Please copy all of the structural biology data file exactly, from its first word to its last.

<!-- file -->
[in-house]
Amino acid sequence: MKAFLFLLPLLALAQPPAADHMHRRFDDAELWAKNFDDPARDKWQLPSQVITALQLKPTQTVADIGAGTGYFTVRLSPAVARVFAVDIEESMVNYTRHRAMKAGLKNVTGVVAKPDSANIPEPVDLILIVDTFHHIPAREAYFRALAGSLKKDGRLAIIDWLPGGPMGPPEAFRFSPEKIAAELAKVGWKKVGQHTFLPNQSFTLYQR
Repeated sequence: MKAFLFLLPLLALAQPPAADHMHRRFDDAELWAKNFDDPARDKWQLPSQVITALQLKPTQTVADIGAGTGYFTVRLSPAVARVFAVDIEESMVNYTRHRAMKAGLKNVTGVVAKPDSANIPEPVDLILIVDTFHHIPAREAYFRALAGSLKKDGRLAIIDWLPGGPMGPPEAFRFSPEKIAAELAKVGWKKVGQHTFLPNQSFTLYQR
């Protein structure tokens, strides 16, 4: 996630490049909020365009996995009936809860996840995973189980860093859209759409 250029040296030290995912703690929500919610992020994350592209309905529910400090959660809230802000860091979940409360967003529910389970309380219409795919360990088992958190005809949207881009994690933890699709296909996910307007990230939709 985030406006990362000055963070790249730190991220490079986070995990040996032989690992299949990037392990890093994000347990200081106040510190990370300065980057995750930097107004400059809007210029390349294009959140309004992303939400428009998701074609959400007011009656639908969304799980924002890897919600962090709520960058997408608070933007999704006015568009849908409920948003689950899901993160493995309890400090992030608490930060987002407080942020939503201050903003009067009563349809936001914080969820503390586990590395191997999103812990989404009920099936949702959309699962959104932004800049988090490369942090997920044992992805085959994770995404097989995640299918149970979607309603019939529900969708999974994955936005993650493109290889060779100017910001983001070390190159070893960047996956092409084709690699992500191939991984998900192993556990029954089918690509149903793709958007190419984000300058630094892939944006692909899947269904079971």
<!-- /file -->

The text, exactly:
[in-house]
Amino acid sequence: MKAFLFLLPLLALAQPPAADHMHRRFDDAELWAKNFDDPARDKWQLPSQVITALQLKPTQTVADIGAGTGYFTVRLSPAVARVFAVDIEESMVNYTRHRAMKAGLKNVTGVVAKPDSANIPEPVDLILIVDTFHHIPAREAYFRALAGSLKKDGRLAIIDWLPGGPMGPPEAFRFSPEKIAAELAKVGWKKVGQHTFLPNQSFTLYQR
Repeated sequence: MKAFLFLLPLLALAQPPAADHMHRRFDDAELWAKNFDDPARDKWQLPSQVITALQLKPTQTVADIGAGTGYFTVRLSPAVARVFAVDIEESMVNYTRHRAMKAGLKNVTGVVAKPDSANIPEPVDLILIVDTFHHIPAREAYFRALAGSLKKDGRLAIIDWLPGGPMGPPEAFRFSPEKIAAELAKVGWKKVGQHTFLPNQSFTLYQR
């Protein structure tokens, strides 16, 4: 996630490049909020365009996995009936809860996840995973189980860093859209759409 250029040296030290995912703690929500919610992020994350592209309905529910400090959660809230802000860091979940409360967003529910389970309380219409795919360990088992958190005809949207881009994690933890699709296909996910307007990230939709 985030406006990362000055963070790249730190991220490079986070995990040996032989690992299949990037392990890093994000347990200081106040510190990370300065980057995750930097107004400059809007210029390349294009959140309004992303939400428009998701074609959400007011009656639908969304799980924002890897919600962090709520960058997408608070933007999704006015568009849908409920948003689950899901993160493995309890400090992030608490930060987002407080942020939503201050903003009067009563349809936001914080969820503390586990590395191997999103812990989404009920099936949702959309699962959104932004800049988090490369942090997920044992992805085959994770995404097989995640299918149970979607309603019939529900969708999974994955936005993650493109290889060779100017910001983001070390190159070893960047996956092409084709690699992500191939991984998900192993556990029954089918690509149903793709958007190419984000300058630094892939944006692909899947269904079971």